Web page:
Philippine Fiesta - remarks
Those who speak with approval and gratitude, acclaim and rejoicing, of the Arab Spring, forget, I think, that in the Philippines, twenty-six years ago, with the nuns against the tanks and an Aquino against a remorseless dictator, the democratic impulse flowered early, and fought in the streets and the churches, showed what an impelled and passionate and principled people can do, to a world that looked on amazed.
The Philippines was the first battlefield of the greatest and widest war, the war in the Pacific, ever fought. It has been the laboratory of the multiculture, east and west, Christian and Muslim, tribal, secular, rural, urban and seafaring, that the world has watched with bated breath down an often perilous narrative. It contains seven thousand islands, an almost unimaginable variety of location and culture and local priority, and a hundred million people, ten million now resident overseas, a quarter of a million here.
Bob Hawke was one of the first foreign leaders to fly to Manila and congratulate Cory Aquino on her victory over oppression, and her restoration of freedom to a country too long messed around by a gangster, and a woman too greatly in need to shoes. And, since then, we in Australia and you in your country have been collaborators, comrades, colleagues, co-venturers in the training of teachers, the building of classrooms, the architecturing of region-specific curriculums for Islamic and Indigenous children, for the salvation of early school leavers, and the offering to youth of an alterative to conflict and criminality, in a partnership, a collaboration, a shared adventure that will continue.
We are keen to prove, both of us, that the dividend of peace is human progress, and economic growth, and cultural continuity.
Thirty years on, it is worth recalling that early on in our collaboration it was not thought by many white Anglo-Saxon smug and overfed commentators that the multiculture would work here in Australia.
It was a recipe for trouble, they said, just look at America.
But somewhere in the Australian fair-go, that long tradition of neighbourhood, team spirit, surf lifesaving and bushfire volunteering, it became clear that Australia was different.
And out of depression and war and the building of suburbs and seaside communities had come a decent way of looking at things, and relating to workmates and teammates and fellow volunteer lifesavers and brass bands and congregations, that made more welcome the stranger within our gates and our teams and our schools, than previous waves of refugee migration from smashed and stricken war zones had elsewhere done in other, more surly societies.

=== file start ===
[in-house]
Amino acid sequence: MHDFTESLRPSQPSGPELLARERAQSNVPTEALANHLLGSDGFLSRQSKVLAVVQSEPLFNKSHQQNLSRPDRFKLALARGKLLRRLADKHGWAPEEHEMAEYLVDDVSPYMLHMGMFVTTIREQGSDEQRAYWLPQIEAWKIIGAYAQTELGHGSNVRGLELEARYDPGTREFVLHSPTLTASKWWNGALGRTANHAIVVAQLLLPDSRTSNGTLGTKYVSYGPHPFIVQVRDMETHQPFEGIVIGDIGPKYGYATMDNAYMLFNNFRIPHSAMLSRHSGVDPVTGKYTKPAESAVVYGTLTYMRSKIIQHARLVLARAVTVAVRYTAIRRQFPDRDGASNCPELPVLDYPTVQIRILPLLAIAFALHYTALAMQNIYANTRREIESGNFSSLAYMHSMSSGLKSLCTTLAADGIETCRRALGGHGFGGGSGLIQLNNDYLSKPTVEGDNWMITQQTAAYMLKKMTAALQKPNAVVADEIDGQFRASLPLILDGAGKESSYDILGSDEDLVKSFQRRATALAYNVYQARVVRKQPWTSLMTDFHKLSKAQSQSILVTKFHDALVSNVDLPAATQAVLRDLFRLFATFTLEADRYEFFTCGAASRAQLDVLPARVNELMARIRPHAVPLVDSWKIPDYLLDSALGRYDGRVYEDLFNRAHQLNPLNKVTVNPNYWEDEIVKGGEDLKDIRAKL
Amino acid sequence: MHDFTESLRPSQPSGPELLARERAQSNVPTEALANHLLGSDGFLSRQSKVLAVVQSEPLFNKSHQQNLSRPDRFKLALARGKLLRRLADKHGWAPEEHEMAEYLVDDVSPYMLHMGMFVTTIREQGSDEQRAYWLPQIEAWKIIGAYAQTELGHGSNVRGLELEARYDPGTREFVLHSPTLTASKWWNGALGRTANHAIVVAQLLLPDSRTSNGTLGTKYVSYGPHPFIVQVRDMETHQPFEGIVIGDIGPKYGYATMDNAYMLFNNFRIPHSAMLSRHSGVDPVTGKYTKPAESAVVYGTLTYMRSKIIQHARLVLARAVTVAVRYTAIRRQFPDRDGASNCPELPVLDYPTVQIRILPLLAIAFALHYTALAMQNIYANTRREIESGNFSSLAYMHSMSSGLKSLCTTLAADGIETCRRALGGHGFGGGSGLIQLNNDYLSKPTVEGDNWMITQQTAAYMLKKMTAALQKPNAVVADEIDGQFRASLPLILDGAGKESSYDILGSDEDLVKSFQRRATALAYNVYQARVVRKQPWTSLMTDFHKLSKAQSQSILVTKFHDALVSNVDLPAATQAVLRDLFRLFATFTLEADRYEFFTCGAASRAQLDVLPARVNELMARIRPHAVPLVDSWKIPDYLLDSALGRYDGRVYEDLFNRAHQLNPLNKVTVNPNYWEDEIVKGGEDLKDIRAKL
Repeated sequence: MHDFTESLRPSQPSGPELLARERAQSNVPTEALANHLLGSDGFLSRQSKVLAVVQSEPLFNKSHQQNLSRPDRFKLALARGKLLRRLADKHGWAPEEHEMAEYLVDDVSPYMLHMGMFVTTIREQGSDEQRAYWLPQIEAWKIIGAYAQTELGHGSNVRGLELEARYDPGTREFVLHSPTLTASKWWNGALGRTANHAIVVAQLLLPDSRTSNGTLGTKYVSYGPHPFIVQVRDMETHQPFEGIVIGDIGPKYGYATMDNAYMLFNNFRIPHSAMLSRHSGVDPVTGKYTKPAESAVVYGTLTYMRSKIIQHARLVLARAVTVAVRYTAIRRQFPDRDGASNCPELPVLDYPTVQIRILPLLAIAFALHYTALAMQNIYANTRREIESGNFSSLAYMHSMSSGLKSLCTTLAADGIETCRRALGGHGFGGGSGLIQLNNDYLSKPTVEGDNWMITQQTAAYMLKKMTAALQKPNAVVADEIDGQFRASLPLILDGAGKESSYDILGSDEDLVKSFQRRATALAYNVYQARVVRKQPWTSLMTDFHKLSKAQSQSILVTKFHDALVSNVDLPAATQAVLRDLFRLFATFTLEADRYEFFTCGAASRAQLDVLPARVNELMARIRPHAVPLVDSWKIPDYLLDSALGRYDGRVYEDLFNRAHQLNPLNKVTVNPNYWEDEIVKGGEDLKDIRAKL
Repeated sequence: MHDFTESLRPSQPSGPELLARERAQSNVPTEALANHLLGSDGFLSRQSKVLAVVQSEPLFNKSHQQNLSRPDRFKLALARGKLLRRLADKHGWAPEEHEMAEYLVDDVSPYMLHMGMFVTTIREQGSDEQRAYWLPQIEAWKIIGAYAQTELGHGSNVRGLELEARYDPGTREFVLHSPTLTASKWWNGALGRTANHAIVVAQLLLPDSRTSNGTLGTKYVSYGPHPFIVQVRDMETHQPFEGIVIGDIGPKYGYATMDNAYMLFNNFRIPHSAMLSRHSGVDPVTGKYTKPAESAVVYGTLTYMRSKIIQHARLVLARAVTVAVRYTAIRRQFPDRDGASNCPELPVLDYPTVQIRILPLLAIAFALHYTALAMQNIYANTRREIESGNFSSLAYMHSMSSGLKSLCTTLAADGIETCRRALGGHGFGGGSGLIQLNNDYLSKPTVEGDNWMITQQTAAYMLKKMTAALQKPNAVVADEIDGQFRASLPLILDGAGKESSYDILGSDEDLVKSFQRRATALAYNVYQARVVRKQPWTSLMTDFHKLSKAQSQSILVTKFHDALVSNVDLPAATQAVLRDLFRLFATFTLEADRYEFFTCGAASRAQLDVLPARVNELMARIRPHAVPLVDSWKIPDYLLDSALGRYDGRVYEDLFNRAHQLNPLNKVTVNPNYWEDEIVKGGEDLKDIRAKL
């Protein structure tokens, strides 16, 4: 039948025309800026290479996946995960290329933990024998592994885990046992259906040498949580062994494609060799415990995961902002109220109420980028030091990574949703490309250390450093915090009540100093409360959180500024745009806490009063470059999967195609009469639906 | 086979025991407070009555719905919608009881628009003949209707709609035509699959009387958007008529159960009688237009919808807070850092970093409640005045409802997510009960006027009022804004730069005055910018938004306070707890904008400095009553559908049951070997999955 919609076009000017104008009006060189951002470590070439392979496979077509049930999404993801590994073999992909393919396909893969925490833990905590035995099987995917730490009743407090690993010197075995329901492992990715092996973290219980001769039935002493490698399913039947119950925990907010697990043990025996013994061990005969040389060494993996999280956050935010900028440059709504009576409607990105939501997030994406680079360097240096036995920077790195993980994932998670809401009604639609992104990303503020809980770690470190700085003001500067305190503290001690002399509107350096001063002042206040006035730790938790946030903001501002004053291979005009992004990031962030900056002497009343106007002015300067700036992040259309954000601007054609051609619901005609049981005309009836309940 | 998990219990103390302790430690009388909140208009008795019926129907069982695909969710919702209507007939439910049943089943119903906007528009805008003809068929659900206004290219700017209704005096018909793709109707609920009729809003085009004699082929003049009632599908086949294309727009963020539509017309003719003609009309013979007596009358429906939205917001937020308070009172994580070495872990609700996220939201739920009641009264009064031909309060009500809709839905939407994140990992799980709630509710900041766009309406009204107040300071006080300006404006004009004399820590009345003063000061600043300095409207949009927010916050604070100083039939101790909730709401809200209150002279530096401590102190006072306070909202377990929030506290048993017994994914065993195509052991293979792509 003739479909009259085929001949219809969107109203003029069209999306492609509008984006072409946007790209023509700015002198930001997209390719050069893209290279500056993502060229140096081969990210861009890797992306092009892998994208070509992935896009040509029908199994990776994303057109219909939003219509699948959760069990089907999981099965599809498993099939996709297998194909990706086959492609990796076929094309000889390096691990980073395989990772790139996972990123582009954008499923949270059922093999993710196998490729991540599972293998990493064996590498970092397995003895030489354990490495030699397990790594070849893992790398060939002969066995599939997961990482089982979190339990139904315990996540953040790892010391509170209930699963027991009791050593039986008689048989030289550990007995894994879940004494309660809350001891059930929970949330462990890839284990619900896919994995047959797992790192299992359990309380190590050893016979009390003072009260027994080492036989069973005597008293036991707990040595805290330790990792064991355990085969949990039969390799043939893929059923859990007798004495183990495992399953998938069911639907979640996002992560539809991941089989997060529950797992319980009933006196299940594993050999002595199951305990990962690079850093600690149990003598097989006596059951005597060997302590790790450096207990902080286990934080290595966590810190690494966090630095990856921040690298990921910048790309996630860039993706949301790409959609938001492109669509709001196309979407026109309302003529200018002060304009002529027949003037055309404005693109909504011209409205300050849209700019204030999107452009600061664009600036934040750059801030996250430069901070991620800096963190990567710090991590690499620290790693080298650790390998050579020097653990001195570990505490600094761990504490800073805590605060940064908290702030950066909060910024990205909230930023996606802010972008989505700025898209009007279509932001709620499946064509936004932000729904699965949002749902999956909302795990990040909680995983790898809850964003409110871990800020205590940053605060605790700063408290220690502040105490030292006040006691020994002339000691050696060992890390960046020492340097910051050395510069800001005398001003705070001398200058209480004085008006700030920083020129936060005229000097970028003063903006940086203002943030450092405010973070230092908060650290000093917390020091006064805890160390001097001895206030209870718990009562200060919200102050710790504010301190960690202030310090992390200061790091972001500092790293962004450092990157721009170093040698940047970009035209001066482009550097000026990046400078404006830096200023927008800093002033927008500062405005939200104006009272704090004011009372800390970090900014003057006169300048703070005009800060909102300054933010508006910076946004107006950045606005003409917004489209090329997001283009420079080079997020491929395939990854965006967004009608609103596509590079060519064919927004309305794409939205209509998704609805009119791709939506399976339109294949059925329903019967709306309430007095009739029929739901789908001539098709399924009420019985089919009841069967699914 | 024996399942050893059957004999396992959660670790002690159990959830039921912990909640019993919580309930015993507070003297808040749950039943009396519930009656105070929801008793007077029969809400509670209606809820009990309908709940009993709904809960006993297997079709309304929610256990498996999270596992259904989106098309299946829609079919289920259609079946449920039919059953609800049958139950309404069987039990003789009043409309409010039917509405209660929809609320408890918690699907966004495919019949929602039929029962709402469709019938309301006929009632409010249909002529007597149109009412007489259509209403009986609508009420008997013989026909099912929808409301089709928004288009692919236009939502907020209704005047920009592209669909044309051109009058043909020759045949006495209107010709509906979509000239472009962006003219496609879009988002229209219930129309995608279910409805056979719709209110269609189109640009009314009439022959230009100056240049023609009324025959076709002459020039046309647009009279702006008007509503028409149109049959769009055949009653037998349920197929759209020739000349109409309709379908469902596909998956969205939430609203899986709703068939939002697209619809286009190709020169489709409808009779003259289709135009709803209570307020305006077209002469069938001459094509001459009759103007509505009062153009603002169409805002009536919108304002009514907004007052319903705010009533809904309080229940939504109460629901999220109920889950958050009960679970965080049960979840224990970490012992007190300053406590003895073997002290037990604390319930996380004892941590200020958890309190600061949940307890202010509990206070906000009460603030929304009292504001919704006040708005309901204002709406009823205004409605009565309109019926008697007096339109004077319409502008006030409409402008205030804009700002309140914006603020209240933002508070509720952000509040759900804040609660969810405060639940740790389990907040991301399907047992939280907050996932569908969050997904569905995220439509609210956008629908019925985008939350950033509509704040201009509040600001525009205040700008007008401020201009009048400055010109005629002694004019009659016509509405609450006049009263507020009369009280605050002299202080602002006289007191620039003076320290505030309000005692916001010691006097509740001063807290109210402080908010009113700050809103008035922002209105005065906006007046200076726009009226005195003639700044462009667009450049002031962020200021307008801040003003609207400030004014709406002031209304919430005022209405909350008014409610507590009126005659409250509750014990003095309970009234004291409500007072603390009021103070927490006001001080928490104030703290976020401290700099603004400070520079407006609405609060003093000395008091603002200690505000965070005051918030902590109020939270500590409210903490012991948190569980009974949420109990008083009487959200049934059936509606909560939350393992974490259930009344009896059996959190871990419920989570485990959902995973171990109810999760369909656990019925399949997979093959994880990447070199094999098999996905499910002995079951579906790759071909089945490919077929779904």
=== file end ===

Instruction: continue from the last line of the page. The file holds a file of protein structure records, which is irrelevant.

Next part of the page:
It will never be perfectly smooth, and there will always be the odd mad xenophobic fool to shout at a meeting or pick a fight outside a pub.
But, as the Filipino Australian intermingling of mateships, cuisines and sporting victories have shown, the unlikely experiment is working, and after 140 odd years is looking good.
As early as 1872, Filipinos worked as divers in the pearling industry in Broome and Thursday Island.
By the 1947 Census, there were only 141 Philippines-born in Australia.
After that colonialist relic the White Australia policy was dismantled – by not just the Labor Party but by Harold Holt - the Filipino population doubled between every Census (every 5 years) to 1991, making it one of the fastest growing overseas-born populations in Australia.
And the story has been a good one.
Full of sharing and contribution and fellow-feeling and days of generous festivity like this one.
And in that spirit I’d like to now share with you a message from the Prime Minister....
Message from the Prime Minister Julia Gillard:
I am delighted to provide this message of support for the Philippine Fiesta of Victoria in its 30th anniversary year.
As the Fiesta has grown since its inception in 1982, so too has Australia’s relationship with the Philippines through trade, investment, cultural exchange, tourism and migration. Each year, the Fiesta provides an opportunity to celebrate the strong friendship between our countries, as well as the contribution of Australia’s ever-growing Filipino community.
The theme for the 2012 Fiesta, ‘Bukas-Bisig’ or ‘Welcome’, is particularly appropriate.
Filipinos are famously hospitable and this year’s event provides another opportunity for Victorian Filipinos to share their joyous culture, food, music and dance with Australians from all backgrounds.
More broadly, Australians welcome the significant influence of multiculturalism on our national life. Australia is home to many different cultures united by tolerance, mutual respect and democracy. Our Filipino community is an important part of this diversity.
May all those attending enjoy the celebrations of this year’s Fiesta.
These are sentiments I share and echo on this, a great day, and a great birthday, and I thank you and bless you for having me along here.
Philippine Fiesta – remarks
25 November 2012